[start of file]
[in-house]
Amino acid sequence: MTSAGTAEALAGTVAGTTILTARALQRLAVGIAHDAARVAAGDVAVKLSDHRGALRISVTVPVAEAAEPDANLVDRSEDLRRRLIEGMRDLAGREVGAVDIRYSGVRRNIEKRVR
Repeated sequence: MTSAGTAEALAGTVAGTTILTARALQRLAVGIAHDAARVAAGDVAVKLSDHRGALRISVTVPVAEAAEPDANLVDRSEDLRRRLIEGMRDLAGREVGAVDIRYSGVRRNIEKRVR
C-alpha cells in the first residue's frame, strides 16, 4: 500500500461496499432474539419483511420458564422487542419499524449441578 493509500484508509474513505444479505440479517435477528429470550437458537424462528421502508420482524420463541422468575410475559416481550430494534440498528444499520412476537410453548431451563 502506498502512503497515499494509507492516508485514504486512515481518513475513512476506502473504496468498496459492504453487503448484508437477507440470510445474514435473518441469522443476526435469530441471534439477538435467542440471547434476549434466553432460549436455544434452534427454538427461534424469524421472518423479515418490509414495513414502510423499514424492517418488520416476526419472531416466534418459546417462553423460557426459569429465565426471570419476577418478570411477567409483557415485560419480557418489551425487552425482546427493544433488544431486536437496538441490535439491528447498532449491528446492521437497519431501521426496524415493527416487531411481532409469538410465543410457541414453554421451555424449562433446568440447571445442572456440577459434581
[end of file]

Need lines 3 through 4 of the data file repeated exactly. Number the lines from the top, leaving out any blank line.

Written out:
Repeated sequence: MTSAGTAEALAGTVAGTTILTARALQRLAVGIAHDAARVAAGDVAVKLSDHRGALRISVTVPVAEAAEPDANLVDRSEDLRRRLIEGMRDLAGREVGAVDIRYSGVRRNIEKRVR
C-alpha cells in the first residue's frame, strides 16, 4: 500500500461496499432474539419483511420458564422487542419499524449441578 493509500484508509474513505444479505440479517435477528429470550437458537424462528421502508420482524420463541422468575410475559416481550430494534440498528444499520412476537410453548431451563 502506498502512503497515499494509507492516508485514504486512515481518513475513512476506502473504496468498496459492504453487503448484508437477507440470510445474514435473518441469522443476526435469530441471534439477538435467542440471547434476549434466553432460549436455544434452534427454538427461534424469524421472518423479515418490509414495513414502510423499514424492517418488520416476526419472531416466534418459546417462553423460557426459569429465565426471570419476577418478570411477567409483557415485560419480557418489551425487552425482546427493544433488544431486536437496538441490535439491528447498532449491528446492521437497519431501521426496524415493527416487531411481532409469538410465543410457541414453554421451555424449562433446568440447571445442572456440577459434581